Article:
Spaghetti squash with almond-arugula pesto takes advantage of the neutral flavor and noodle-like texture of spaghetti squash.

Spaghetti squash with almond-arugula pesto takes advantage of the neutral flavor and noodle-like texture of spaghetti squash.

Spaghetti squash’s texture begs for pasta sauces

  • By Ellie Krieger Special to The Washington Post
  • Tuesday, February 23, 2016 3:48pm
  • Life

With the popularity of spiralizers — kitchen gadgets that cut vegetables into pastalike ribbons — and with “zoodle” — zucchini noodles — the newest word in the culinary lexicon, you’d think vegetable pasta was a recent invention. But cooks have been slicing produce into long, thin strips for generations, and no specialized new equipment is required to get the effect; a sharp knife, mandoline or vegetable peeler will do the trick. In the case of spaghetti squash, all you need is a fork, because nature has already done the noodling work for you.

True to its name, the flesh of spaghetti squash naturally separates into pastalike strands. Once you bake it, just use a fork to easily scrape it out of its peel. You wind up with a big pile of pale-golden vegetable noodles. They are tasty seasoned simply with a little butter, salt and pepper, but the vegetable’s spaghetti shape, color, firm texture and neutral flavor beg for pasta sauces, from marinara to pesto.

The accompanying recipe answers that call with a twist on the classic basil pesto. This sauce includes some basil for its floral aroma and flavor, but it is made mostly with arugula, which gives it a deeper, lightly peppery taste, and with almonds instead of pine nuts, for more nuttiness. Tossed with the spaghetti squash and served, like pasta, as a first course or side dish, it is a fresh and fashionable way to get your vegetables.

Spaghetti squash with almond-arugula pesto

1 large spaghetti squash (about 4 pounds)

¼ cup plus 1 tablespoon extra-virgin olive oil

1/3 cup whole roasted, unsalted almonds, plus ¼ cup, coarsely chopped, for garnish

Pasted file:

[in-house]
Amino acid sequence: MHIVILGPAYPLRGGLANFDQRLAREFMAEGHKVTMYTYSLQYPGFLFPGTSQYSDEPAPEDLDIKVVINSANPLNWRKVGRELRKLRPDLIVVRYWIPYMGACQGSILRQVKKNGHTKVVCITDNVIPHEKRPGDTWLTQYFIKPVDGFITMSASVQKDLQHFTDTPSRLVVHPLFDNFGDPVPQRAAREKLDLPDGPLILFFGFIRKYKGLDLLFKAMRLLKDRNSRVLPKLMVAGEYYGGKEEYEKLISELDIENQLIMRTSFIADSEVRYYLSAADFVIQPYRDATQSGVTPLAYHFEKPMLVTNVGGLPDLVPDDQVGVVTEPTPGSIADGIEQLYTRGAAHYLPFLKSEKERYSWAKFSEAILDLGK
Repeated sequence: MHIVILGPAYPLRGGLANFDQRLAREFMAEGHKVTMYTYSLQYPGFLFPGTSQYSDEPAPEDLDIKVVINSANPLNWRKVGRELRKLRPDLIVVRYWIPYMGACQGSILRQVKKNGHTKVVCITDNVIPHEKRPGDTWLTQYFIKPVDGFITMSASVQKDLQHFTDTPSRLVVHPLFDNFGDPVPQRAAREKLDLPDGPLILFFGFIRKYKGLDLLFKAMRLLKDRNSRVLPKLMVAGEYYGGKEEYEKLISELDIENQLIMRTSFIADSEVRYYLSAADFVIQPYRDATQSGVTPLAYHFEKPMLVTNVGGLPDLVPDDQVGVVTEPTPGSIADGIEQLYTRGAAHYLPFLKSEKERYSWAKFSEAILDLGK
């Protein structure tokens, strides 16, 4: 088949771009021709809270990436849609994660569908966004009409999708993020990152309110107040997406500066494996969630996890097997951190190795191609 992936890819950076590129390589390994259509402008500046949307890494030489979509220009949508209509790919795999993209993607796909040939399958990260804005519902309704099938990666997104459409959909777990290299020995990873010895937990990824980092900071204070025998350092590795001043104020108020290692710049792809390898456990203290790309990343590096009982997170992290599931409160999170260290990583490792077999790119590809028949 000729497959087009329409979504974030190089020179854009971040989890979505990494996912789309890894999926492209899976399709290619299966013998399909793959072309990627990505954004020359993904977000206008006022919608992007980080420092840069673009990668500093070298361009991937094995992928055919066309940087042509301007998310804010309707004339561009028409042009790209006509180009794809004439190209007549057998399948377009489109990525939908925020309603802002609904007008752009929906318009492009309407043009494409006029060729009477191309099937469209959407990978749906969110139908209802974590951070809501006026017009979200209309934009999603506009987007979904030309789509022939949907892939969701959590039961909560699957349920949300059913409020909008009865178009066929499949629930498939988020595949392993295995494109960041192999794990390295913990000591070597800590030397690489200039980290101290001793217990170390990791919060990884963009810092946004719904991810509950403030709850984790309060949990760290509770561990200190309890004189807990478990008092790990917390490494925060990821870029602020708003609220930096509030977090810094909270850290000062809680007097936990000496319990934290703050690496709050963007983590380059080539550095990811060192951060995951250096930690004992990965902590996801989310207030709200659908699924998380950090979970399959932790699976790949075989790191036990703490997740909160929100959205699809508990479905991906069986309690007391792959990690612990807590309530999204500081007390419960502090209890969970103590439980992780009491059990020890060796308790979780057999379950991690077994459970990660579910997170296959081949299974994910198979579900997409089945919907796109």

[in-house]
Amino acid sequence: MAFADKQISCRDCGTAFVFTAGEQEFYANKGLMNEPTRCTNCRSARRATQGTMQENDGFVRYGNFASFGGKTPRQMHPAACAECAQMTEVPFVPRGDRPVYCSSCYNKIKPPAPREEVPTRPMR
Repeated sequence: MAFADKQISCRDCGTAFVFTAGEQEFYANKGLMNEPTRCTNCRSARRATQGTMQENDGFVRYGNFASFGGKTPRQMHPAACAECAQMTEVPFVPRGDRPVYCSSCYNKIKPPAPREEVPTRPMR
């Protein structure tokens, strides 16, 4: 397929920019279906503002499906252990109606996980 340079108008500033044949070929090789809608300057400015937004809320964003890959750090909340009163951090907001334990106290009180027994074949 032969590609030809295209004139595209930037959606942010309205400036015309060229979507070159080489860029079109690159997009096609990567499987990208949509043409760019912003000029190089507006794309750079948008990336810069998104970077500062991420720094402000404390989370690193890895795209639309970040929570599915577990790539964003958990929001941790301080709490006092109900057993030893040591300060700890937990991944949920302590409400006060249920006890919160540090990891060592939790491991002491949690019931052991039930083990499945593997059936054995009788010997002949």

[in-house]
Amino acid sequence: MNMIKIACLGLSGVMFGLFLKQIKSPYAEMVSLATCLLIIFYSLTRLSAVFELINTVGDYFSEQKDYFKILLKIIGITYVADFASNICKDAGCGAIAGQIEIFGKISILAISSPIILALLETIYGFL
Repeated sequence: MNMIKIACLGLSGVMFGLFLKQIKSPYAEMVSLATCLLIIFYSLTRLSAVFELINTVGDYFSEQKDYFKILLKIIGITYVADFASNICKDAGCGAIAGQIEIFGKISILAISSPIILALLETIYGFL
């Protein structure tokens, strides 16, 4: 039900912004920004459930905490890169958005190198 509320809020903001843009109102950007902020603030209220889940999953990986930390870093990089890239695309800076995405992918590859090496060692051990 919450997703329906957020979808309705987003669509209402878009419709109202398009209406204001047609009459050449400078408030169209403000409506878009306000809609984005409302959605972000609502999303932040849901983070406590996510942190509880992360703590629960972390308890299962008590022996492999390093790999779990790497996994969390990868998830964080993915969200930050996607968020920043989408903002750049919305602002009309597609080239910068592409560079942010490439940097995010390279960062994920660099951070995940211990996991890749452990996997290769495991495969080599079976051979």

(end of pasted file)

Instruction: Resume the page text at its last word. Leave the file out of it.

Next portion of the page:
1 small clove garlic

3 cups loosely packed arugula leaves

1 cup loosely packed basil leaves

½ cup packed freshly grated Parmigiano-Reggiano cheese

2 tablespoons fresh lemon juice

½ teaspoon salt

¼ teaspoon freshly ground black pepper

1 to 2 tablespoons water

Preheat the oven to 375 degrees.

Cut the squash in half lengthwise and scoop out the seeds, discarding them or reserving them for another use. Brush the cut sides of the squash with 1 tablespoon of the oil total, then place the halves, cut sides down, in a large, shallow baking dish. Add just enough water to the baking dish to reach ½ inch up the sides. Roast for about 45 minutes, until the squash is tender, then transfer the squash to a work surface and allow it to cool slightly, 10 minutes. Use a fork to scrape out the squash flesh, transferring it to a mixing bowl as you work; cover loosely to keep it warm. Discard any water left in the baking dish and the spent squash halves.

Meanwhile, make the pesto: Combine the 1/3 cup of almonds and the garlic in a food processor; puree until finely ground. Add the arugula, basil, ¼ cup of the cheese, the lemon juice, salt, pepper, and 1 tablespoon of the water. Puree; while the machine is running, add the remaining ¼ cup of oil in a slow, steady stream to form an emulsified, bright-green pesto. Add the remaining tablespoon of water if the pesto seems too thick.

Spoon the pesto over the cooked squash in the bowl; toss with tongs to coat. Garnish with the remaining cheese and the chopped almonds. Serve warm or at room temperature.

Make ahead: The pesto can be refrigerated in an airtight container (separately) for up to 3 days. Allow it to come to room temperature before using.

8 servings. Nutrition per serving: 190 calories, 4 g protein, 16 g carbohydrates, 14 g fat, 2 g saturated fat, 0 mg cholesterol, 230 mg sodium, 4 g dietary fiber, 6 g sugar

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